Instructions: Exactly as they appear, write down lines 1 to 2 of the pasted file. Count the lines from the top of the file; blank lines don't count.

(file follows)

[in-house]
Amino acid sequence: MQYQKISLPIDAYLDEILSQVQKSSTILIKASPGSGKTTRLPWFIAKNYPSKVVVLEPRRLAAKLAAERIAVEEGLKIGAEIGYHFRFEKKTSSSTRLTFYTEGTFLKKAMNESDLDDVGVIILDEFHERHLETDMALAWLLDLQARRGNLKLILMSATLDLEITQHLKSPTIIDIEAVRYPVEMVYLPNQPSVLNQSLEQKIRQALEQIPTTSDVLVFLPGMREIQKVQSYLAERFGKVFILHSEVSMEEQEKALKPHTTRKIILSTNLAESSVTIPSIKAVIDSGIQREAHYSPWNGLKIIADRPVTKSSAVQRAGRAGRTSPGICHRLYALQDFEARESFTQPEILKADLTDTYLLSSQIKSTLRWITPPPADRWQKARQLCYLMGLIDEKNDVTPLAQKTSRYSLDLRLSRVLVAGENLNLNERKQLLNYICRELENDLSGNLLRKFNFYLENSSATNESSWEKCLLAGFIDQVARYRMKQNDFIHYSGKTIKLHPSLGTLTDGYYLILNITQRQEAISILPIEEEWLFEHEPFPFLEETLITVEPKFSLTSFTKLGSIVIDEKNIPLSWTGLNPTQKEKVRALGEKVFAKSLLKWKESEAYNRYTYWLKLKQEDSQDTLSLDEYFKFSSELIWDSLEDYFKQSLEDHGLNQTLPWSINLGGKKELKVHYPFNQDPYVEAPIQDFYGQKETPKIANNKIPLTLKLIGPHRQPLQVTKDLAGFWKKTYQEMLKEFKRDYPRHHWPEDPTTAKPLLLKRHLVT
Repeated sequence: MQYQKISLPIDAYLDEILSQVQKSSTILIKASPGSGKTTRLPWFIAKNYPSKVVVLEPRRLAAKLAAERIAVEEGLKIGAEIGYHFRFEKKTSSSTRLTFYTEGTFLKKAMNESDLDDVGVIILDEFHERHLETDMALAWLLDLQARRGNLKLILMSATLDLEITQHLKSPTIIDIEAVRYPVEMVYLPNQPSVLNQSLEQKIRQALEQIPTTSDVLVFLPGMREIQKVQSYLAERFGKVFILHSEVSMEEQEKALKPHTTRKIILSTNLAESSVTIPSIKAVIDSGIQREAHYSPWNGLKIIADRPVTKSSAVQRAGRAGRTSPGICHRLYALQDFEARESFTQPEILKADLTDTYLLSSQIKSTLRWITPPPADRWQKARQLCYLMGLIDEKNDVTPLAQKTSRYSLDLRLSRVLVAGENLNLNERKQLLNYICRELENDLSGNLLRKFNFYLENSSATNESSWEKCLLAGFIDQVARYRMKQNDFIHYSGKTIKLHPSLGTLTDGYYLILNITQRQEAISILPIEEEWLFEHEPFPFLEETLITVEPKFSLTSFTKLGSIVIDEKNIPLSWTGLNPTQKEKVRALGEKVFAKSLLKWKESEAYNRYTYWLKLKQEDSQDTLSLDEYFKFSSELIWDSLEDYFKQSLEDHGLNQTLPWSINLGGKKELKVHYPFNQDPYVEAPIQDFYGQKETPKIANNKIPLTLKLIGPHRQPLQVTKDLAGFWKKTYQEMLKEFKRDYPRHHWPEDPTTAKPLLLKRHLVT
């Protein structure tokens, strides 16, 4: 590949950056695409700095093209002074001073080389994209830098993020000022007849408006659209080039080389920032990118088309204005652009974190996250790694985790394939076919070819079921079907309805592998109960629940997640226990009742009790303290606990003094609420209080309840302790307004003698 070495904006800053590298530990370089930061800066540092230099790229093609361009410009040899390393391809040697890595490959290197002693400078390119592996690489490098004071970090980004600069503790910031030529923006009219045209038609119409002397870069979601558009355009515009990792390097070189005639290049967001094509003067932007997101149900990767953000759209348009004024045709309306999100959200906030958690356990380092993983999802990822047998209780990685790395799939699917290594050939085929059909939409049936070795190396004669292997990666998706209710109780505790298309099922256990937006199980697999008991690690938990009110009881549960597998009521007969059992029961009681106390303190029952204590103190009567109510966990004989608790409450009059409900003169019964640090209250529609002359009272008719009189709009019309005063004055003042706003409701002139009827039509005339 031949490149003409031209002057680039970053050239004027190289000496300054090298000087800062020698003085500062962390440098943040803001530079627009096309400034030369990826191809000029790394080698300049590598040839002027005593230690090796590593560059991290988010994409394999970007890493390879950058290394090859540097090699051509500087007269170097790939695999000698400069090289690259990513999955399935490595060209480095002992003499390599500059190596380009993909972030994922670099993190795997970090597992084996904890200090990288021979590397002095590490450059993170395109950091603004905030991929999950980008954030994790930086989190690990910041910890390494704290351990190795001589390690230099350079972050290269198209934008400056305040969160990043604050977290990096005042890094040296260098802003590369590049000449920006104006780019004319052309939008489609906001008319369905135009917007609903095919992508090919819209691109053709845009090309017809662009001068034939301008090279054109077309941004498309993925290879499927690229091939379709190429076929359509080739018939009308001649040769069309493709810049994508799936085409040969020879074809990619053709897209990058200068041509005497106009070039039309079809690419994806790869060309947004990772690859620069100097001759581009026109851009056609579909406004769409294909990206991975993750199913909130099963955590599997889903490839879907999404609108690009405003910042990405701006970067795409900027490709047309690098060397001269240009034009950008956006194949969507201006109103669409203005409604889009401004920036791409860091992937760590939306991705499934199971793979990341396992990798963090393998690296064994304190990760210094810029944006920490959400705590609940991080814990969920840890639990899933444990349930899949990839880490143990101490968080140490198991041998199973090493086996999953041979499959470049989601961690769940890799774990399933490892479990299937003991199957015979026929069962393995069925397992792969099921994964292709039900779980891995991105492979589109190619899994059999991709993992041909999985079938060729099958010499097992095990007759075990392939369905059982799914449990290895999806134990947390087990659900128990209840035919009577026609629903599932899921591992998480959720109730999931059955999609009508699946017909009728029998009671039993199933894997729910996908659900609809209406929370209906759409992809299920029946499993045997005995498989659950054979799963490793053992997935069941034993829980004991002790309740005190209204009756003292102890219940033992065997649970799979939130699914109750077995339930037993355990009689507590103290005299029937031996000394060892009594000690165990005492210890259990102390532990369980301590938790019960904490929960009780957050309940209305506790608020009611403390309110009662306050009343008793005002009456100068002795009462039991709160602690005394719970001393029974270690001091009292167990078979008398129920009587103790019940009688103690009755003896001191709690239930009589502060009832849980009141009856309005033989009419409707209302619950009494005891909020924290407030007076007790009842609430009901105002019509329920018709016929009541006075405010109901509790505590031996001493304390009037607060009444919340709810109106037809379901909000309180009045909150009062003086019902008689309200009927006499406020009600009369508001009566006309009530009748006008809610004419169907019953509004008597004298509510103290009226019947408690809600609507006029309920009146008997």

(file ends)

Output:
[in-house]
Amino acid sequence: MQYQKISLPIDAYLDEILSQVQKSSTILIKASPGSGKTTRLPWFIAKNYPSKVVVLEPRRLAAKLAAERIAVEEGLKIGAEIGYHFRFEKKTSSSTRLTFYTEGTFLKKAMNESDLDDVGVIILDEFHERHLETDMALAWLLDLQARRGNLKLILMSATLDLEITQHLKSPTIIDIEAVRYPVEMVYLPNQPSVLNQSLEQKIRQALEQIPTTSDVLVFLPGMREIQKVQSYLAERFGKVFILHSEVSMEEQEKALKPHTTRKIILSTNLAESSVTIPSIKAVIDSGIQREAHYSPWNGLKIIADRPVTKSSAVQRAGRAGRTSPGICHRLYALQDFEARESFTQPEILKADLTDTYLLSSQIKSTLRWITPPPADRWQKARQLCYLMGLIDEKNDVTPLAQKTSRYSLDLRLSRVLVAGENLNLNERKQLLNYICRELENDLSGNLLRKFNFYLENSSATNESSWEKCLLAGFIDQVARYRMKQNDFIHYSGKTIKLHPSLGTLTDGYYLILNITQRQEAISILPIEEEWLFEHEPFPFLEETLITVEPKFSLTSFTKLGSIVIDEKNIPLSWTGLNPTQKEKVRALGEKVFAKSLLKWKESEAYNRYTYWLKLKQEDSQDTLSLDEYFKFSSELIWDSLEDYFKQSLEDHGLNQTLPWSINLGGKKELKVHYPFNQDPYVEAPIQDFYGQKETPKIANNKIPLTLKLIGPHRQPLQVTKDLAGFWKKTYQEMLKEFKRDYPRHHWPEDPTTAKPLLLKRHLVT